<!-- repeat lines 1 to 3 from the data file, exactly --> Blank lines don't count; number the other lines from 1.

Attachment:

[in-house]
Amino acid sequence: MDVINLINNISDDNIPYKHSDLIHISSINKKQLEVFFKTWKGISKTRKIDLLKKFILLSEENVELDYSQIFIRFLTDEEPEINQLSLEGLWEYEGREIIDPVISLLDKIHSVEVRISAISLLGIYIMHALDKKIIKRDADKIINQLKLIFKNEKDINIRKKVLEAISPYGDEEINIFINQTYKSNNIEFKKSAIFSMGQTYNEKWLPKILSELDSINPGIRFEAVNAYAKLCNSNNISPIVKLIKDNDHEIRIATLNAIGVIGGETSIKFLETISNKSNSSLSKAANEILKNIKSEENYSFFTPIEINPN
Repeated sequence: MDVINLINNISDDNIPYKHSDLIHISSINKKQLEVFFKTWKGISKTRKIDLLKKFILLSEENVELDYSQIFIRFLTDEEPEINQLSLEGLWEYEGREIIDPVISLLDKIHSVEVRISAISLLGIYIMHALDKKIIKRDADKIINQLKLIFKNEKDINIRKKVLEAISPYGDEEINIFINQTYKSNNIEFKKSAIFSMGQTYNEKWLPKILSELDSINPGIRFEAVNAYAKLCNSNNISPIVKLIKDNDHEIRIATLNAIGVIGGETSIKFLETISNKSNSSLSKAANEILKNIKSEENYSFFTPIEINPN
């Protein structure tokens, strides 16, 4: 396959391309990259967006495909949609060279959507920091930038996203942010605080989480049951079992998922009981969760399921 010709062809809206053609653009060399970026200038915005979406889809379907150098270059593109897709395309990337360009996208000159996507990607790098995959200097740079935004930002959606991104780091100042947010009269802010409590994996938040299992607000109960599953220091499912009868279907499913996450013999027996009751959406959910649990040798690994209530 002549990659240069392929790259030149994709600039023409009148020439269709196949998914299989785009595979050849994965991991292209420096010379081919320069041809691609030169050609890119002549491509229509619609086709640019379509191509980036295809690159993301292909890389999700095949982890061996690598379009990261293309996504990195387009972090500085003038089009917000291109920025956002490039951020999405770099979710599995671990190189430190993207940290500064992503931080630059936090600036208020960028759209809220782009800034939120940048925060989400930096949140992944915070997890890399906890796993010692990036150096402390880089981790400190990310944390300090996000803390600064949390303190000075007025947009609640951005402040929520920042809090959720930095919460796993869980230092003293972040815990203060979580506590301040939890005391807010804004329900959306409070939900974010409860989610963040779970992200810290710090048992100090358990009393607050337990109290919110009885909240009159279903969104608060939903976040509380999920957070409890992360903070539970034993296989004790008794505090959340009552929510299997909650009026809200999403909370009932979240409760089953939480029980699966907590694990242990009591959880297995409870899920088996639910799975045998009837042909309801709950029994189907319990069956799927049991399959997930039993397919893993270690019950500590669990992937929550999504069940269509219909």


[in-house]
Amino acid sequence: MDVINLINNISDDNIPYKHSDLIHISSINKKQLEVFFKTWKGISKTRKIDLLKKFILLSEENVELDYSQIFIRFLTDEEPEINQLSLEGLWEYEGREIIDPVISLLDKIHSVEVRISAISLLGIYIMHALDKKIIKRDADKIINQLKLIFKNEKDINIRKKVLEAISPYGDEEINIFINQTYKSNNIEFKKSAIFSMGQTYNEKWLPKILSELDSINPGIRFEAVNAYAKLCNSNNISPIVKLIKDNDHEIRIATLNAIGVIGGETSIKFLETISNKSNSSLSKAANEILKNIKSEENYSFFTPIEINPN
Repeated sequence: MDVINLINNISDDNIPYKHSDLIHISSINKKQLEVFFKTWKGISKTRKIDLLKKFILLSEENVELDYSQIFIRFLTDEEPEINQLSLEGLWEYEGREIIDPVISLLDKIHSVEVRISAISLLGIYIMHALDKKIIKRDADKIINQLKLIFKNEKDINIRKKVLEAISPYGDEEINIFINQTYKSNNIEFKKSAIFSMGQTYNEKWLPKILSELDSINPGIRFEAVNAYAKLCNSNNISPIVKLIKDNDHEIRIATLNAIGVIGGETSIKFLETISNKSNSSLSKAANEILKNIKSEENYSFFTPIEINPN